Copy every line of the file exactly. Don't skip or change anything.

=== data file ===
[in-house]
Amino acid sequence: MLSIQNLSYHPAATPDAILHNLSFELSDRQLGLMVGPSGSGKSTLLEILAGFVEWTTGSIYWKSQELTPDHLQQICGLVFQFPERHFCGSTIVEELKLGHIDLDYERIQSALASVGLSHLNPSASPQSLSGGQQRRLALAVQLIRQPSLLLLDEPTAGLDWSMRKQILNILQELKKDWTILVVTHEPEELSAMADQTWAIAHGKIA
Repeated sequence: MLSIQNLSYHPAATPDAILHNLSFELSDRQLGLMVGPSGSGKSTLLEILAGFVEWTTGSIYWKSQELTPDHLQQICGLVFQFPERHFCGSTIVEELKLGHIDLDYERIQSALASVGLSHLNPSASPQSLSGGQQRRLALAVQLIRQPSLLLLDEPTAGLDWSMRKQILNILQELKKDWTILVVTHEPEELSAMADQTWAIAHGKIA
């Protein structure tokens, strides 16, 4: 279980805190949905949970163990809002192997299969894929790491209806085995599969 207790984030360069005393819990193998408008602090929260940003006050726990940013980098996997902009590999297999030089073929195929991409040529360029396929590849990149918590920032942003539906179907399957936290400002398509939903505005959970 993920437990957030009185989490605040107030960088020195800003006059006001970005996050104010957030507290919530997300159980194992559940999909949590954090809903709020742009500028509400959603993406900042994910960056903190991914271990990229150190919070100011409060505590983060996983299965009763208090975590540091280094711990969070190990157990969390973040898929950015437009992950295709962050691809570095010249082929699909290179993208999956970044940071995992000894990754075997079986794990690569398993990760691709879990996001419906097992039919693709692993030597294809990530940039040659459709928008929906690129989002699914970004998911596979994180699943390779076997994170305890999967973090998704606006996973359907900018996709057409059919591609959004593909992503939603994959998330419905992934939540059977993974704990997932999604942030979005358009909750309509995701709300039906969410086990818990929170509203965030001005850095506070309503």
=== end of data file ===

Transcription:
[in-house]
Amino acid sequence: MLSIQNLSYHPAATPDAILHNLSFELSDRQLGLMVGPSGSGKSTLLEILAGFVEWTTGSIYWKSQELTPDHLQQICGLVFQFPERHFCGSTIVEELKLGHIDLDYERIQSALASVGLSHLNPSASPQSLSGGQQRRLALAVQLIRQPSLLLLDEPTAGLDWSMRKQILNILQELKKDWTILVVTHEPEELSAMADQTWAIAHGKIA
Repeated sequence: MLSIQNLSYHPAATPDAILHNLSFELSDRQLGLMVGPSGSGKSTLLEILAGFVEWTTGSIYWKSQELTPDHLQQICGLVFQFPERHFCGSTIVEELKLGHIDLDYERIQSALASVGLSHLNPSASPQSLSGGQQRRLALAVQLIRQPSLLLLDEPTAGLDWSMRKQILNILQELKKDWTILVVTHEPEELSAMADQTWAIAHGKIA
């Protein structure tokens, strides 16, 4: 279980805190949905949970163990809002192997299969894929790491209806085995599969 207790984030360069005393819990193998408008602090929260940003006050726990940013980098996997902009590999297999030089073929195929991409040529360029396929590849990149918590920032942003539906179907399957936290400002398509939903505005959970 993920437990957030009185989490605040107030960088020195800003006059006001970005996050104010957030507290919530997300159980194992559940999909949590954090809903709020742009500028509400959603993406900042994910960056903190991914271990990229150190919070100011409060505590983060996983299965009763208090975590540091280094711990969070190990157990969390973040898929950015437009992950295709962050691809570095010249082929699909290179993208999956970044940071995992000894990754075997079986794990690569398993990760691709879990996001419906097992039919693709692993030597294809990530940039040659459709928008929906690129989002699914970004998911596979994180699943390779076997994170305890999967973090998704606006996973359907900018996709057409059919591609959004593909992503939603994959998330419905992934939540059977993974704990997932999604942030979005358009909750309509995701709300039906969410086990818990929170509203965030001005850095506070309503």